Lung cancer

Screenings, radiation help those with lung cancer

The three radiation oncologists at Baptist Hospital with TrueBeam. From left to right: Alan Lewin, MD, Andre Abitbol, MD, Allie Garcia-Serra, MD.
The three radiation oncologists at Baptist Hospital with TrueBeam. From left to right: Alan Lewin, MD, Andre Abitbol, MD, Allie Garcia-Serra, MD.

Special to The Miami Herald

Lung cancer is the deadliest cancer for men and women.

In 2013, an estimated 159,480 people will die from lung cancer in the United States, approximately three times as many as from colon cancer, the second deadliest U.S. cancer, according to projections by the American Cancer Society.

Tobacco use accounts for 87 percent of lung cancer deaths, with smokers up to 30 times more likely to develop the condition, the society says.

Recent studies, however, show that early detection through screenings may help people live longer.

Graham Mazealous, 58, might have become another statistic, but for a radiation therapy treatment at Baptist Hospital called TrueBeam STx.

Mazealous, who had smoked unfiltered Camels for 43 years, opted for TrueBeam therapy this summer after being diagnosed with bilateral lung cancer. Two years ago, he underwent four rounds of chemotherapy and two surgeries that left him with half function in each lung. He was diagnosed a third time earlier this year, but surgery was not possible as it would have affected his ability to breathe.

Dr. Andre Abitbol, associate medical director of Baptist Hospital Radiation Oncology, removed Mazealous’ tumor in five sessions using TrueBeam over 10 days. The specialized radiation therapy delivers a more precise treatment by targeting the trouble area without affecting surrounding tissue or vital organs.

“TrueBeam STx has the ability to essentially target or ‘lock on’ to the tumor by checking thousands of location points every 10 milliseconds and selectively delivers radiation only when the tumor comes into range. This ability allows us to safely and effectively treat a greater number of complex cancers,” said Dr. Alan Lewin, medical director of radiation oncology at Baptist. To prepare for the procedure, Mazealous had to be fitted for a body cast that compresses the area and aids doctors in mapping and targeting the treatment.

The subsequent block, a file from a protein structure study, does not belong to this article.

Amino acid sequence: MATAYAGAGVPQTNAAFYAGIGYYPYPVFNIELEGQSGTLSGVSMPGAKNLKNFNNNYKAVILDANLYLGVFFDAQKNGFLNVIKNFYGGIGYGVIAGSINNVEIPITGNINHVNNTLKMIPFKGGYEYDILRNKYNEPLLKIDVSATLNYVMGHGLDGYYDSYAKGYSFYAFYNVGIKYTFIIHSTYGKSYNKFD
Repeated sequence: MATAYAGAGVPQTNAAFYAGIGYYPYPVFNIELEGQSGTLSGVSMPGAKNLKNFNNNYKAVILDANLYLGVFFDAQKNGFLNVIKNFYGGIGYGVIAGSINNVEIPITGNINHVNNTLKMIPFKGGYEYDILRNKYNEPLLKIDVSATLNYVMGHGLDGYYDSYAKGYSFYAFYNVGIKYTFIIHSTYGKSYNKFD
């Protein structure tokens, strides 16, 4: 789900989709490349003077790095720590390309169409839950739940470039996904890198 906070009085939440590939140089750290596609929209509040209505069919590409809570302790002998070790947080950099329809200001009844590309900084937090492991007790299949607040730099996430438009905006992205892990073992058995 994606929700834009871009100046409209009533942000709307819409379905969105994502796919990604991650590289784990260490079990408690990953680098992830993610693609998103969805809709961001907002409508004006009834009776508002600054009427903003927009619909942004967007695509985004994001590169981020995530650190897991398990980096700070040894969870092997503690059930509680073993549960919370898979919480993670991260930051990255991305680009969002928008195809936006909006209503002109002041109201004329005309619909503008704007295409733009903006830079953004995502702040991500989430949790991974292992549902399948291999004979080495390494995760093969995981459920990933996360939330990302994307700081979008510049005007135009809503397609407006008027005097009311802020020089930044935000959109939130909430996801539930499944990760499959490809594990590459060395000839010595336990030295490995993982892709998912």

“It’s a horrible, horrible disease,” Mazealous said. “But in spite of that, everything in my treatment has been a wonderful experience in healing.”

In Florida, several hospitals are now using technology to diagnose and treat lung cancer in its early stages.

Mount Sinai Comprehensive Cancer Center offers a Lung Cancer Screening Program, including low-dose CT scans that can detect nodules unseen in a simple chest X-ray.

Dr. Ray Williams, cardiothoracic surgeon at Mount Sinai, spearheaded the screening program following an article published in the New England Journal of Medicine in 2011 that concluded low-dose CT screenings can reduce lung cancer mortality. He believes that 90 percent of lung cancers, when caught early through screening, can be cured through surgical intervention.

“For the first time, we had prospective, randomized data showing that screenings could detect nodules in early stages, and they could be localized and treated,” Williams said.

At the Cleveland Clinic in Weston, doctors offer a procedure called super navigation, a GPS-like system that allows doctors to locate, biopsy and treat tumors in the lungs without surgery.

Mazealous was lucky. His insurance paid for the screenings and treatment because he is considered a high-risk patient because of his age (58) and 43 years as a heavy smoker. Criteria to be eligible for a screening include a patient between 55 and 74, one who has smoked a pack per day for at least 30 years or is a smoker who has quit within the last 15 years.

Last month the National Lung Cancer Screening Trial presented an analysis suggesting that computerized tomography lung cancer screening for high-risk patients is cost-effective.

In South Florida, Williams said, lung cancer screenings are available, but often not covered by insurance companies. He’s betting this will change.

“Unequivocally, within the next year or two, insurance companies will cover this screening for high-risk patients,” Williams said. “Studies are showing screenings will end up saving the insurance companies money in the long run.”

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